Askling Protocol

Original Editor - Shreya Pavaskar

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Description[edit | edit source]

Hamstring strains are caused by a rapid extensive contraction or a violent stretch of the hamstring muscle group which causes high mechanical stress. This results in varying degrees of rupture within the fibres of the musculotendinous unit.[1] Hamstring strains are common in sports with a dynamic character like sprinting, jumping, contact sports such as Australian Rules football (AFL), American football and soccer where quick eccentric contractions are regular. They also have the highest incidence rate of re injury over any other injury, with up to 1/3rdof hamstring injuries reoccurring, and typically in the first 2 weeks (Brukner and Khan, 2017)[2]. Hamstring injuries can also occur in recreational sports such as water-skiing and bull riding, where the knee is forcefully fully extended during injury.

There are two main types of Hamstring injury:

Type 1 - Occurs due to high speed running, typically affecting the long head of bicep femoris, with pain reported further down from the ischial tuberosity. Tend to initially cause a marked decline in function but have a quicker rehabilitation rate than type 2

Type 2 - Occurs due to excessive lengthening, typically affects the proximal free tendon of semimembranosus, with pain reported closer to the ischial tuberosity and up into the buttock. Rehabilitation time has been said to take slightly longer

Askling Protocol [3] - In their paper of 2003, Carl Askling and colleagues used 75 elite Swedish football players to compare two different hamstring rehabilitation protocols called the C-Protocol and L-Protocol. They then assessed outcomes of return to play and re-injury. The L-Protocol focused on eccentric loading of the hamstrings while the C-protocol consisted of conventional hamstring rehabilitation exercises. Participants in the L-protocol were able to return to sport significantly faster than those in the conventional group (mean 28 days vs 52 days). Their research into which protocol was best for chronic injuries was inconclusive, but the researchers were able to surmise that rehabilitation protocols consisting of eccentric exercises are more effective in returning athletes to their sports following hamstring injury.

The time from the date of injury (total ruptures were excluded) to the date of RP initiation in these two studies was 5 days for both protocols, and no pain provocation and/or analgesic treatments were allowed at any time during the rehabilitation process. Each RP consisted of three different exercises, all performed in the sagittal plane. In both protocols, exercise 1 was aimed mainly at increasing flexibility, exercise 2 was a combined exercise for strength and lumbopelvic control, and exercise 3 was a specific strength training exercise. [4]

Additionally, it is recommended that hamstring injury rehabilitation protocols should be preferentially based on strength and flexibility exercises that primarily involve exercises with high loads at long muscle–tendon lengths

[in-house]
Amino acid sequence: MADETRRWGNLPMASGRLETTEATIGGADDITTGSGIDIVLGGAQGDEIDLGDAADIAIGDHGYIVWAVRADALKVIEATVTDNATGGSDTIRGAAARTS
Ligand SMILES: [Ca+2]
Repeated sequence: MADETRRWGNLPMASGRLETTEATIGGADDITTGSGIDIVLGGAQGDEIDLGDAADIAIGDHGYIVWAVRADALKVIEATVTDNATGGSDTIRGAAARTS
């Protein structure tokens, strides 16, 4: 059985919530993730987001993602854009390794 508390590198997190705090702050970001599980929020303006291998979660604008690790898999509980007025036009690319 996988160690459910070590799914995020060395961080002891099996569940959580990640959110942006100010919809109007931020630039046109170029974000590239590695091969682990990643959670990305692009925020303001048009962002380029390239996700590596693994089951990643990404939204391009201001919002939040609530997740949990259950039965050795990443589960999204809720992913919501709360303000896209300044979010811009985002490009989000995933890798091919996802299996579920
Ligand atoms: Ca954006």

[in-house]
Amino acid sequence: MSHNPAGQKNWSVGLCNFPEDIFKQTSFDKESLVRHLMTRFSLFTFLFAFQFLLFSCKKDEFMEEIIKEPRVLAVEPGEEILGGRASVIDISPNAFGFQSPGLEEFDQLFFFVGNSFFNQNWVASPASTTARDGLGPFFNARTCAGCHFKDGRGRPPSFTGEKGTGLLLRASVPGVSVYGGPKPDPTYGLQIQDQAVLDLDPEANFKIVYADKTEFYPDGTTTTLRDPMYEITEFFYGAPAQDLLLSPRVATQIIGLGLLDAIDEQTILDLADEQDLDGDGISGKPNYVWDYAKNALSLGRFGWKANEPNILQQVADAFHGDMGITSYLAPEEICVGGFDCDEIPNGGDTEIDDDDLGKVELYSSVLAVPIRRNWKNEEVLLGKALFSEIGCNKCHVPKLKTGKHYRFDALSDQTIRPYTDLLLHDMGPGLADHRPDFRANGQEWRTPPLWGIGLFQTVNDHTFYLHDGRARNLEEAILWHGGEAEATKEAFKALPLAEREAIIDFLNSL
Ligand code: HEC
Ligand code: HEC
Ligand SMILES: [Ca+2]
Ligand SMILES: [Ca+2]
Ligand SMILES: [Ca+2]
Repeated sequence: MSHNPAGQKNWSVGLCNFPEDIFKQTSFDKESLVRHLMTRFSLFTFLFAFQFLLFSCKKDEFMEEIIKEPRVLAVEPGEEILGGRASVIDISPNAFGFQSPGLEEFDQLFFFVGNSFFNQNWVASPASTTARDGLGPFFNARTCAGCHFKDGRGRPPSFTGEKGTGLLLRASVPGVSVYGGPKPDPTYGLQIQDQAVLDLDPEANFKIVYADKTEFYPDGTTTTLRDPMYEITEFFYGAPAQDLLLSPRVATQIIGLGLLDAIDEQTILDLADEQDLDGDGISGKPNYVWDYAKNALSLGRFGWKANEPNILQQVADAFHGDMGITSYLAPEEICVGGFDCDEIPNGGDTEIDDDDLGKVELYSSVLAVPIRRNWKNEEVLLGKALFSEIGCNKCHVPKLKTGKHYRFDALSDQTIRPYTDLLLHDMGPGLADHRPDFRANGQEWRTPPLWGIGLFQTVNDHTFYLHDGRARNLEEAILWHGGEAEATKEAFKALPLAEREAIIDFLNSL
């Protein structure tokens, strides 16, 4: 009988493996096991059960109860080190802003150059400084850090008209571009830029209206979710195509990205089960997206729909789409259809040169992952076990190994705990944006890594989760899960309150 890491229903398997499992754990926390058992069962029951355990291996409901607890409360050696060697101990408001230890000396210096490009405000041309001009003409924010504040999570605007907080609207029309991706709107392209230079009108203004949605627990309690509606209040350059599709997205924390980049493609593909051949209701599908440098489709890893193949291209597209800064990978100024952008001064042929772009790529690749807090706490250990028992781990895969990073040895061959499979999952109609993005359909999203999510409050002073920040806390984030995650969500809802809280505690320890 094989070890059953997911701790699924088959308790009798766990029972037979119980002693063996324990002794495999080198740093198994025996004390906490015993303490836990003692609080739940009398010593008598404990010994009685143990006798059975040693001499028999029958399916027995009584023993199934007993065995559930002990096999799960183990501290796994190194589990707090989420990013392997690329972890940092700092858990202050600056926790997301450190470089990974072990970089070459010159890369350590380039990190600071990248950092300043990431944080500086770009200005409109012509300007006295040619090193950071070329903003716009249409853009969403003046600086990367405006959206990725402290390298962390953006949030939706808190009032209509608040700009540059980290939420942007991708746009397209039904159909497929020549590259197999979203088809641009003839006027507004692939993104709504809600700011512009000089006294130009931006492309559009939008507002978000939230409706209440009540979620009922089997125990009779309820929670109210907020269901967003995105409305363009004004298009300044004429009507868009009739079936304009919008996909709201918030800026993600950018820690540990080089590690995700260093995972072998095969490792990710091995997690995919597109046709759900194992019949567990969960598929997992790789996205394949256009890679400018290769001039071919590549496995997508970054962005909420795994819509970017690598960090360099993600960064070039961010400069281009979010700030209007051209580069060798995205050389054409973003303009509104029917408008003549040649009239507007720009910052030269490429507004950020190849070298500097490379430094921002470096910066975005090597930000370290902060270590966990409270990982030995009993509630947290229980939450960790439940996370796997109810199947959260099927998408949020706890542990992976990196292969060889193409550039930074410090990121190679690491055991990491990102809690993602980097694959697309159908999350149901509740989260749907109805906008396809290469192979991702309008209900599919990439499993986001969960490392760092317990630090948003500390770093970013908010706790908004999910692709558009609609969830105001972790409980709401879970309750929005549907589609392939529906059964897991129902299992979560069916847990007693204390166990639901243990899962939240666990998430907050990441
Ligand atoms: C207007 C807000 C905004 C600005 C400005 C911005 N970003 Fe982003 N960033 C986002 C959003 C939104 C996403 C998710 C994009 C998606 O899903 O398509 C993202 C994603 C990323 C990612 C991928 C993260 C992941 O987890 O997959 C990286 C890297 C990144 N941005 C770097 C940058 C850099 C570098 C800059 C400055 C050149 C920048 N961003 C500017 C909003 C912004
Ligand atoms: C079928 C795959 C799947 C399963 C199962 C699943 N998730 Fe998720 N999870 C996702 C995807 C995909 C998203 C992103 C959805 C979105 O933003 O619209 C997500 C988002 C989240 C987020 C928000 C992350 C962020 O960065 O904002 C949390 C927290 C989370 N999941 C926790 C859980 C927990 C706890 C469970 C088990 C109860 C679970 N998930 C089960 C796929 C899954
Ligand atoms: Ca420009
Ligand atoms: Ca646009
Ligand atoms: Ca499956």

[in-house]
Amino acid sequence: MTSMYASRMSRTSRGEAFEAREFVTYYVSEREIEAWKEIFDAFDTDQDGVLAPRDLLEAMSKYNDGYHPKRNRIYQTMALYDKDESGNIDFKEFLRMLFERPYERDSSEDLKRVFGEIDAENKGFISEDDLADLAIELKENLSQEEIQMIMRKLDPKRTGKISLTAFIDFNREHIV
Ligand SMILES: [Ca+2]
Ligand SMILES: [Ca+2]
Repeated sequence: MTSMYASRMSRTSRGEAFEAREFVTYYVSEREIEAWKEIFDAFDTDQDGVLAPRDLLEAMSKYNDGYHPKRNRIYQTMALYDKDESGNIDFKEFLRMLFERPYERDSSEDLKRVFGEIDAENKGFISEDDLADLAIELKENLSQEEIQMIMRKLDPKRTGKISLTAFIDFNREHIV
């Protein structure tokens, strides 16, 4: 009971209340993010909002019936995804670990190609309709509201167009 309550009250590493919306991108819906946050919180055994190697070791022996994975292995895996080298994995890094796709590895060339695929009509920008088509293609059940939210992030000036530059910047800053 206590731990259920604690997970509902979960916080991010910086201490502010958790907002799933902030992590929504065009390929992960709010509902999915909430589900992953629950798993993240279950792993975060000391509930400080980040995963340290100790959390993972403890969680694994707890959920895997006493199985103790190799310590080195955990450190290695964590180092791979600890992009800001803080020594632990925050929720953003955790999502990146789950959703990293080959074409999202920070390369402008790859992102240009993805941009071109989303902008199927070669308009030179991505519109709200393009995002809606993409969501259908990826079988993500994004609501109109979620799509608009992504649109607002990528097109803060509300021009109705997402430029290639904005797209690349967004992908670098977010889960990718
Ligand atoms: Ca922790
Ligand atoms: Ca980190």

Indication[edit | edit source]

Hamstring Strain

L-Protocol[edit | edit source]

  1. THE EXTENDER (Flexibility)
    • Starting position - The athlete is lying supine, holding and stabilize the thigh of the injured leg with the hip flexed approximately 90°.
    • Instructions - The athlete is instructed to perform slow knee extensions to a point just before pain is felt. (3sets x 12 reps x twice per day)
    • Progression: Increase speed.
  2. THE DIVER (Hamstring Strength and Trunk Stabilisation)
    • Starting position - The athlete is standing with full weight on his injured leg and the opposite knee slightly flexed backwards.
    • Instructions -The athlete is asked to perform the exercise as a simulated dive (hip flexion from an upright trunk position) of the injured, standing leg and simultaneous stretching arms forward and attempting maximal hip extension (3 sets X 6 reps X once per day)1
    • Good quality, ASIS/pelvis horizontally throughout the whole movement
    • Maintain 10–20° knee flexion in the standing leg.
  3. THE GLIDER (Specific Eccentric Strength Exercise)
    • Starting position - The exercise is started with the patient positioned with upright trunk, one hand holding on to a support and legs slightly split. All the body weight should be on the heel of the injured leg with approximately 10–20° knee flexion. Stand on a non friction surface.
    • Instructions - The athlete is instructed to perform a gliding backward movement on the other leg and stop the movement before pain is reached. The movement back to the starting position should be performed by the help of both arms, not using the injured leg (3 sets X 6 reps X once every third day)
    • Progression is achieved by increasing the gliding distance and performing the exercise faster.


Resources[edit | edit source]

Aspetar Hamstring protocol

Rehabilitation of Hamstring Injuries

References[edit | edit source]

  1. Sutton G. Hamstrung by hamstring strains: a review of the literature*.J Orthop Sports Phys Ther. 1984; 5(4):184-95. ↑
  2. Landry M. Brukner & Khan's Clinical Sports Medicine. Physiotherapy Canada. 2014;66(1):109.
  3. Askling CM, Koulouris G, Saartok T, Werner S, Best TM. Total proximal hamstring ruptures: clinical and MRI aspects including guidelines for postoperative rehabilitation. Knee Surgery, Sports Traumatology, Arthroscopy. 2013 Mar;21(3):515-33.
  4. Wangensteen A, Askling C, Hickey J, Purdam C, Made AD, Thorborg K. Rehabilitation of hamstring injuries. InPrevention and Rehabilitation of Hamstring Injuries 2020 (pp. 225-270). Springer, Cham.
  5. Physiotutors. Askling Protocol | Hamstring Strain Rehabilitation. Available from:[last accessed 4/9/2022]